This test resembles the one that courts have applied in assessing a motion to stay pending inter partes or ex parte reexamination by the PTO. See In re Ameranth Patent Litigation Cases, 2013 WL 7144380, at *1 (S.D. Cal. 2013). The primary difference between this test and the one employed by courts in the ordinary patent reexamination context is the inclusion of the fourth factor, which requires a court to consider whether a stay will reduce the burden of litigation. Id . The fourth factor was added in order to ease the movant's task in demonstrating the need for a stay. See Market-Alerts Pty. Ltd. v. Bloomberg Finance L.P. , 922 F.Supp.2d 486, 489-490, 496 n. 14 (D. Del. 2013) (noting that § 18 of the AIA was added through an amendment proposed by Senator Charles Schumer, who, during Congressional debate on the AIA, stated that "the four factor test... places a very heavy thumb on the scale in favor of a stay being granted, " and that "[s]ince the entire purpose of the transitional program at the PTO is to reduce the burden of litigation, it is nearly impossible to imagine a scenario in which a district court would not issue a stay"); Zillow, Inc. v. Trulia, Inc. , 2013 WL 5530573, at *3 (W.D. Wash. 2011) ("the four-factor test was designed to increase the likelihood that the court will grant a stay when a party initiates a transitional CBM review, as opposed to an ordinary PTO reexamination").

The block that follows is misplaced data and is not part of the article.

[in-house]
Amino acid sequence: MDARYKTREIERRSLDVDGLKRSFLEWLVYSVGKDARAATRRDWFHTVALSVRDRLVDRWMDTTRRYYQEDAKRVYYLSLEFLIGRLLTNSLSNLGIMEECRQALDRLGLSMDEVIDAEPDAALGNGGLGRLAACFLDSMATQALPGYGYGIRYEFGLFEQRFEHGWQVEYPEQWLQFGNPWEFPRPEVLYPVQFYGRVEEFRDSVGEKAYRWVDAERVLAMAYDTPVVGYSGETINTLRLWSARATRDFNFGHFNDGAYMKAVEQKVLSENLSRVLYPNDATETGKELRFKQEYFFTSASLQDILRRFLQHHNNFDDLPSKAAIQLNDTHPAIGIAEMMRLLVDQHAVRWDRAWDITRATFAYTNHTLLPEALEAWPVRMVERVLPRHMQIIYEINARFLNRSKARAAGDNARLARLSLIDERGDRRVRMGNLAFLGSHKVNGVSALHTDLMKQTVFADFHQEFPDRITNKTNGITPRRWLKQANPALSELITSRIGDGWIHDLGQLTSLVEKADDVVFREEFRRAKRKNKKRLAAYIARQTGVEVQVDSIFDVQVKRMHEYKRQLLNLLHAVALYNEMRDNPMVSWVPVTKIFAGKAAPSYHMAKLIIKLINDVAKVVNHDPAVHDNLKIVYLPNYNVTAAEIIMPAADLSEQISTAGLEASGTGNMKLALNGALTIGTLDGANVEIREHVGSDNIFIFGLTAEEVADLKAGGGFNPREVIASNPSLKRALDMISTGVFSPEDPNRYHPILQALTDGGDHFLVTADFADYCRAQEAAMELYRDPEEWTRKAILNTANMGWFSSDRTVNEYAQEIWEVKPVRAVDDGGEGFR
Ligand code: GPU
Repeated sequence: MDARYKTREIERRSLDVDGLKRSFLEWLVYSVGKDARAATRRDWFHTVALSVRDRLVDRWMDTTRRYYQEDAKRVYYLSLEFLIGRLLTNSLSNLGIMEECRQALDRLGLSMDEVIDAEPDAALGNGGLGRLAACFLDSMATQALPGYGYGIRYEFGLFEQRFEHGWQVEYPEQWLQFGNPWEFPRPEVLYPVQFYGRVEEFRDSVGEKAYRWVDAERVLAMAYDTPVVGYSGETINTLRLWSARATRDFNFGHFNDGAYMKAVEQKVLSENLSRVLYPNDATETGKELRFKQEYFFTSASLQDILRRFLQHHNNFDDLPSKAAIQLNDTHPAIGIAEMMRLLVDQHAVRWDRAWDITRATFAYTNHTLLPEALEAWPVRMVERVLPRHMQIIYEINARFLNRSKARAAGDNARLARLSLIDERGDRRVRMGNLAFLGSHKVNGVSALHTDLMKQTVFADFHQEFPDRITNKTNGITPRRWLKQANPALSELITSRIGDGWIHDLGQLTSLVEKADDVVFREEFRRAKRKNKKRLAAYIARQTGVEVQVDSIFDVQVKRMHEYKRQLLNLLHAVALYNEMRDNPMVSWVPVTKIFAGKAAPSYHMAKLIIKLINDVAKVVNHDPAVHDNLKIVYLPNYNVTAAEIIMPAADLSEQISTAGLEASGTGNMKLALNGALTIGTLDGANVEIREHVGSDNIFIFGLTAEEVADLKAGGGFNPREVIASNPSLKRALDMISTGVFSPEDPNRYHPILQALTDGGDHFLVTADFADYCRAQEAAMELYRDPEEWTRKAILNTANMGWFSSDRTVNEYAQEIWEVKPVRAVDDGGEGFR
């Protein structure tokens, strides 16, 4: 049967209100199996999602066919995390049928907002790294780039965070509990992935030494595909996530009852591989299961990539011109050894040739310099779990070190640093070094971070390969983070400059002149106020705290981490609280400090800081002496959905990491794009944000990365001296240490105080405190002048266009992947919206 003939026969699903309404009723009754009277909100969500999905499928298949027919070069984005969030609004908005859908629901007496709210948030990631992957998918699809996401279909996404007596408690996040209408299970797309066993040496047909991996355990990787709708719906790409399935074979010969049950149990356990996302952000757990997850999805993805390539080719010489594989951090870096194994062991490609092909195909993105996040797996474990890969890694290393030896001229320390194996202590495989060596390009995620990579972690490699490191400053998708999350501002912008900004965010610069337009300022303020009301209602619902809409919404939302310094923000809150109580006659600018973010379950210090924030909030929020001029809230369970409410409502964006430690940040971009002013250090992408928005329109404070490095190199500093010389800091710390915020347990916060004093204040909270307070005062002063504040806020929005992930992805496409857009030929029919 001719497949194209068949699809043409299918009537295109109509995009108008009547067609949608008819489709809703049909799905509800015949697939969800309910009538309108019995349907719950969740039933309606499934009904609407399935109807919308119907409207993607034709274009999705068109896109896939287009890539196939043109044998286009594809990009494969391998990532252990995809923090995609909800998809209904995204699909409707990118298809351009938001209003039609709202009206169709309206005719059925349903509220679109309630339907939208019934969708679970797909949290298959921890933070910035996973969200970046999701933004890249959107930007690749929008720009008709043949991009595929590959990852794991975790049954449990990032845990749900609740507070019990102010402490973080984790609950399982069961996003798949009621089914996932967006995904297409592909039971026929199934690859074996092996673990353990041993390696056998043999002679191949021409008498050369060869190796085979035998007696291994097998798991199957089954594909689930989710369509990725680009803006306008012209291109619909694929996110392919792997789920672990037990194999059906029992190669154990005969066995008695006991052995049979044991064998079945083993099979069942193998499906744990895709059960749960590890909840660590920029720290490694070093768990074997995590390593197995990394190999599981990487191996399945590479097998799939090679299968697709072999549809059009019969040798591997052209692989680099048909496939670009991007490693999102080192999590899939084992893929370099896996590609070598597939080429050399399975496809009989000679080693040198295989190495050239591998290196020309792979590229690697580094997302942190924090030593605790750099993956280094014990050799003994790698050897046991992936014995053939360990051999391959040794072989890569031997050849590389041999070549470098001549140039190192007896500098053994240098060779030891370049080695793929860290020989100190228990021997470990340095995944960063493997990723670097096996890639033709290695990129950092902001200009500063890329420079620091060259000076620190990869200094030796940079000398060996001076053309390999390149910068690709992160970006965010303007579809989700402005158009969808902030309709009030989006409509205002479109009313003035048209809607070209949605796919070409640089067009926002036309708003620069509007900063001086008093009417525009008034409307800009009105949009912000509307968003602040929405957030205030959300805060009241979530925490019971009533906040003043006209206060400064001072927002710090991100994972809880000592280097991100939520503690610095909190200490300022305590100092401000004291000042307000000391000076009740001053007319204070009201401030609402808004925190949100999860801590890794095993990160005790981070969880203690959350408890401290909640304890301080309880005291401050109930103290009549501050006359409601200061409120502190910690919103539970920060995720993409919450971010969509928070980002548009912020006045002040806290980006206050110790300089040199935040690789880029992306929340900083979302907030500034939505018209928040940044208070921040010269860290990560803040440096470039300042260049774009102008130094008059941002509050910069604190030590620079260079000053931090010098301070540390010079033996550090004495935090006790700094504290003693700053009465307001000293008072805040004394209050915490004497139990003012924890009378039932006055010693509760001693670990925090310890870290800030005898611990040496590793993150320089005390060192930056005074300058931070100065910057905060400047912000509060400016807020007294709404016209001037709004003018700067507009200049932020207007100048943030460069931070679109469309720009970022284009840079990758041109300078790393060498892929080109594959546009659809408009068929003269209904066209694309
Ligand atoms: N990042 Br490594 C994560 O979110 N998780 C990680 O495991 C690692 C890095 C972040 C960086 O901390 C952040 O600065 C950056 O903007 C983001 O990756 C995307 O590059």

2. The AIA Factors

As an initial matter, Inttra argues that the four-factor test does not apply because the patents-in-suit do not qualify for CBM review. The Court rejects this argument. The statutory stay analysis under the AIA is triggered upon the filing of a petition for CBM review, not upon the granting of a petition for CBM review by the PTAB. See Zillow , 2013 WL 5530573 at *4 n. 3 ("The statutorily required stay analysis set forth in § 18(b) of the AIA is triggered by a party's petition for post-grant review and not upon the PTAB's institution of such review."); Market-Alerts Pty. , 922 F.Supp.2d at 490, n. 5 ("Since the PTO has recognized that the [CBM review] proceedings begin with the filing of a petition, ' the court finds that the relevant stay provisions apply when the petition is first filed.") (italics in original); Sightsounds Techs., LLC v. Apple, Inc., 2013 WL 2457284, at *3 (W.D. Pa. 2013) ("[T]he relevant stay provisions of the AIA apply when the petition for review is filed, and not when the PTAB institutes such review."). Moreover, the question of whether a patent qualifies for CBM review is an issue for the PTAB to decide.[5] See Zillow , 2013 WL 5530573 at *4 n. 3 ("Whether CBM review should be granted... is an issue for the PTAB to evaluate and not for this court."); Landmark Technology, LLC v. iRobot Corporation, 2014 WL 486836, at *3 (E.D. Tex. 2014) ("The threshold issue of whether CBM review... is appropriate is typically an issue for the PTAB to decide, not th[e] Court."). Accordingly, the Court will apply the four-factor test set forth in § 18(b) of the AIA.

a. Simplification of the Issues and Trial

The first factor examines "whether a stay, or the denial thereof, will simplify the issues in question and streamline the trial." As explained by the Federal Circuit in the reexamination context: "[o]ne purpose of the reexamination procedure is to eliminate trial of [an] issue (when [a] claim is canceled) or to facilitate trial... by providing the district court with the expert view of the... PTO... when a claim ...